Taiwan’s new president Tsai Ing-wen called for “positive dialogue” with China in her much-anticipated inauguration speech Friday, striking a conciliatory tone in the face of an increasingly hostile Beijing.
“The two governing parties across the strait must set aside the baggage of history, and engage in positive dialogue, for the benefit of the people on both sides,” she said in the speech outside the presidential office in Taipei after being sworn in.
China still sees self-ruling Taiwan as part of its territory and is putting growing pressure on Beijing-sceptic Tsai to back its “one China” message, as relations rapidly cool after a rapprochement under outgoing leader Ma Ying-jeou.
Tsai and her Democratic Progressive Party have never backed the “one China” concept, unlike outgoing leader Ma Ying-jeou who oversaw an eight-year rapprochement with Beijing.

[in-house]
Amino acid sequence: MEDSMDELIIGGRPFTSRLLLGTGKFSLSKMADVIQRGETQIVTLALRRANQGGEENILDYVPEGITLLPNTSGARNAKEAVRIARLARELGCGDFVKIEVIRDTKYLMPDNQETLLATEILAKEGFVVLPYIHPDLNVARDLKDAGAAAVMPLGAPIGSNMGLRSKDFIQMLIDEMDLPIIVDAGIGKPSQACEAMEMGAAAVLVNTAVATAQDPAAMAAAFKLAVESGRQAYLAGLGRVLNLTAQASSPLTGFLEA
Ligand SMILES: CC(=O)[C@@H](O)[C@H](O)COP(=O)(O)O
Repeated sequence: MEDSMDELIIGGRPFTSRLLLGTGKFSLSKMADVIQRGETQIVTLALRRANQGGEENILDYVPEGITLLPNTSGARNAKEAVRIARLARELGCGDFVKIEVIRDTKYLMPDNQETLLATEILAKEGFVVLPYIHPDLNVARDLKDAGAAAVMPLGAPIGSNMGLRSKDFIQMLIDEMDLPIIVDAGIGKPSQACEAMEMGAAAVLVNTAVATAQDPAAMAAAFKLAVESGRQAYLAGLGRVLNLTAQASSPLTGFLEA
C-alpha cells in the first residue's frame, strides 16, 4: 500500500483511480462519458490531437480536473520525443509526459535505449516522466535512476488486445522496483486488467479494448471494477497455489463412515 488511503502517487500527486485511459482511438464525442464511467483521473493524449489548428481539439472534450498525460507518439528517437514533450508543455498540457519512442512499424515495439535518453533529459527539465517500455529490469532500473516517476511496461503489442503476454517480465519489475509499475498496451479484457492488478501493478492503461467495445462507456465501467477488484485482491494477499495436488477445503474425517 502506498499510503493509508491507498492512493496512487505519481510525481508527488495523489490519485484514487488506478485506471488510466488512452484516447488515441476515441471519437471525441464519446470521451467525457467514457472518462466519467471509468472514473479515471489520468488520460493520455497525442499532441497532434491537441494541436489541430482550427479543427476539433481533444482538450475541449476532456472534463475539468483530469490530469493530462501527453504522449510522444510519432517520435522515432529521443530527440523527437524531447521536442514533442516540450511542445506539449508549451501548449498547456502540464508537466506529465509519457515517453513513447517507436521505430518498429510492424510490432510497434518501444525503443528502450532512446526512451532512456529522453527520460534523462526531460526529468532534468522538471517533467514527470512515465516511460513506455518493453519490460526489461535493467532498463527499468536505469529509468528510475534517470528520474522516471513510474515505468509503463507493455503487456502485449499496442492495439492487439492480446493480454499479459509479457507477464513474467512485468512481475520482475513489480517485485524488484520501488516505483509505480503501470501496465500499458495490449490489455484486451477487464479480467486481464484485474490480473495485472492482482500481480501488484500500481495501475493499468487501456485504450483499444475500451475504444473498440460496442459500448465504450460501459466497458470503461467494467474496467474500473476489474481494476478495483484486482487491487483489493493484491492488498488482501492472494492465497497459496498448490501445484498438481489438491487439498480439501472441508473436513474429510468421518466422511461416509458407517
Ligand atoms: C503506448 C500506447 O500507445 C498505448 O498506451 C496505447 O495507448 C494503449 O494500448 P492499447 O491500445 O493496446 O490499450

While she showed no sign of backing down from that stance, Tsai sought to cast Taiwan as a cross-strait peacemaker, countering Beijing’s view of the new government as a source of instability.
“Cross-strait relations have become an integral part of building regional peace and collective security,” she told an audience of 20,000 who regularly cheered and applauded.
“In this process, Taiwan will be a ‘staunch guardian of peace’ that actively participates and is never absent.”
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